Say What?! How rap is making a comeback in Tunisia's streets
After two years of police crackdowns, Tunisian rappers are making a strong comeback against the oppressive practices of the Ennahda troika, flooding YouTube with dozens of angry songs.
In the aftermath of the fall of the Zine El Abidine Ben Ali regime three years ago, rappers spearheaded a cultural phenomenon in the country. One young man in particular, Hamada Ben Amor, born in 1988 and known as “El Général,” rose to stardom. His hit song “President, your people are dying,” which gained wide popularity among angry youth, led to his arrest a few days before the fall of Ben Ali.
Houmani derives from the word “homa," meaning neighborhood in Tunisian dialect. The duo used reggae music in their song to depict the modest life standards in poor neighborhoods, which lack proper infrastructure.Rappers have indeed contributed in the revolution, encouraging young people to overcome their fears and to express their opinions about issues once considered dangerous taboos.
After maintaining a low profile between 2011 and 2013, rappers are back in the spotlight. El Général released a new song, “President 2,” via social networks, but it has failed so far to match the success of “Houmani," a song by Mohamed Amine Hamzaoui and Kafon. Their song depicts poverty in Tunisian neighborhoods. A music video with just a 120-euro budget has so far received over 5 million views.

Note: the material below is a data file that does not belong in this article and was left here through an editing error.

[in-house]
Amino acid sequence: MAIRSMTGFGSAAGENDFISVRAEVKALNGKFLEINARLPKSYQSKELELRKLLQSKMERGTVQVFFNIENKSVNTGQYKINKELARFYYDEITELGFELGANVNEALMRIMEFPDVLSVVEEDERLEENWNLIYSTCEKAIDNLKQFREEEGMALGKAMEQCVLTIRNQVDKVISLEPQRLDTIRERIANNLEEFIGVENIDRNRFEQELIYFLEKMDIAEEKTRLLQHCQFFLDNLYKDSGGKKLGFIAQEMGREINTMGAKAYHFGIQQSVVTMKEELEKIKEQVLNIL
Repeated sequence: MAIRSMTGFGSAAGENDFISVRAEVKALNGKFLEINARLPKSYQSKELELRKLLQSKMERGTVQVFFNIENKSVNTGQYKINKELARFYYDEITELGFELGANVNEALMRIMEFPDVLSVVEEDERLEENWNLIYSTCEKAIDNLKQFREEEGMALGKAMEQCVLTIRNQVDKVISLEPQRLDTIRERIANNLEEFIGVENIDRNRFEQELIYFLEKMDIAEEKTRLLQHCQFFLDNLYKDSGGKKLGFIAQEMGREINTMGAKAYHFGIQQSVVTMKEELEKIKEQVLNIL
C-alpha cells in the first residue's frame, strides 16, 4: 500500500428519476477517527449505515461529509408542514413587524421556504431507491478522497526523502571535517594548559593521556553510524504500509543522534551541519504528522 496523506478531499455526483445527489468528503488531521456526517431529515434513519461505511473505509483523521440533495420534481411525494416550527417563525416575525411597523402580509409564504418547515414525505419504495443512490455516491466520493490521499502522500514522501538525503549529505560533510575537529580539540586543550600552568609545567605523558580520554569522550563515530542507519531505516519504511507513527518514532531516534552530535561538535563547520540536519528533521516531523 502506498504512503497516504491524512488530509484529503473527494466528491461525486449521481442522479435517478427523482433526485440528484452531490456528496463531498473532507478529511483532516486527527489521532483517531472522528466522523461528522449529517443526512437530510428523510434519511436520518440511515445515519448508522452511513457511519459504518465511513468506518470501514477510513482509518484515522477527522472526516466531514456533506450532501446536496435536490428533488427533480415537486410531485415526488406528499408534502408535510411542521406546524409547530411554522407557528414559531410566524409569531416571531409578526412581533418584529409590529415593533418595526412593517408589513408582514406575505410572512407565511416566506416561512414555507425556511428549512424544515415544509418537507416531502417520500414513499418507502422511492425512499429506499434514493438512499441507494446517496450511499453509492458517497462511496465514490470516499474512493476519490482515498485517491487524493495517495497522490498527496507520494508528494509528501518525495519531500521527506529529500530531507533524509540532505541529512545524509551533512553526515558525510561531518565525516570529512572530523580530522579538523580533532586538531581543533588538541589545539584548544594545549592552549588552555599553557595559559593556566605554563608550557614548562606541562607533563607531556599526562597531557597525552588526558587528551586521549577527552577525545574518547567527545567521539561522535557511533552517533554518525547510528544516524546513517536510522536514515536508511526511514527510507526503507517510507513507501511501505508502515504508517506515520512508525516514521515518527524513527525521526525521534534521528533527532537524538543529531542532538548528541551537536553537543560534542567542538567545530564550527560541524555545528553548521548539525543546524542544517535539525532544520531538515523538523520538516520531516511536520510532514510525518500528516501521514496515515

Houmani derives from the word “homa," meaning neighborhood in Tunisian dialect. The duo used reggae music in their song to depict the modest life standards in poor neighborhoods, which lack proper infrastructure. They shed the light on violence, delinquency, and unemployment. The song almost accurately describes poor neighborhoods near the capital, which are transforming into havens for criminal gangs and religious extremist after years of negligence.
Rappers are back on the frontlines in the battle against repression. Ennahda had attempted to alienate activists, including rappers, by snubbing them from summer festivals and excluding them from government subsidies. Despite these practices, rappers were able to reach the public, their lyrics reflecting the suffering of unemployed youth who believed that the revolution was going to change their lives. However, three years after the fall of the old regime, they were still earning almost nothing.
Interestingly, Ennahda tried to foster so-called “Islamic Rappers," including Psycho M, who was renowned for a song inciting to kill anti-Islamic cinematographer. However, despite its many efforts, Ennahda failed to establish a parallel rap to suppress the voices of young artists.
Mohamed Salah Balti, born 1980, voiced this growing anger in his new song Pampam that received over 100,000 views on YouTube in just a couple of days. It reflected the feelings of Tunisians in general, particularly marginalized groups, depicting their bitterness. Balti resorted to sexual slang that Tunisians usually use in their everyday lives, especially when angry.
Pampam was Balti’s comeback song after a three-year hiatus from the music scene. He is one of few lucky pre-revolution rappers enjoying media spotlight and participating in festivals. Some of his fellow rappers accused him of having the blessing of the old regime.
Even before the release of “Houmani,” rappers had made a comeback on the Tunisian political scene. Rapper Weld El 15’s song “Policemen are dogs” brought the genre attention a few months prior. Weld El 15 was soon arrested for insulting police. Local right groups launched campaigns supporting Weld El 15, who was later given a retrial and jailed with fellow rapper Klay BBJ. In December 2013, Weld El 15 was acquitted.
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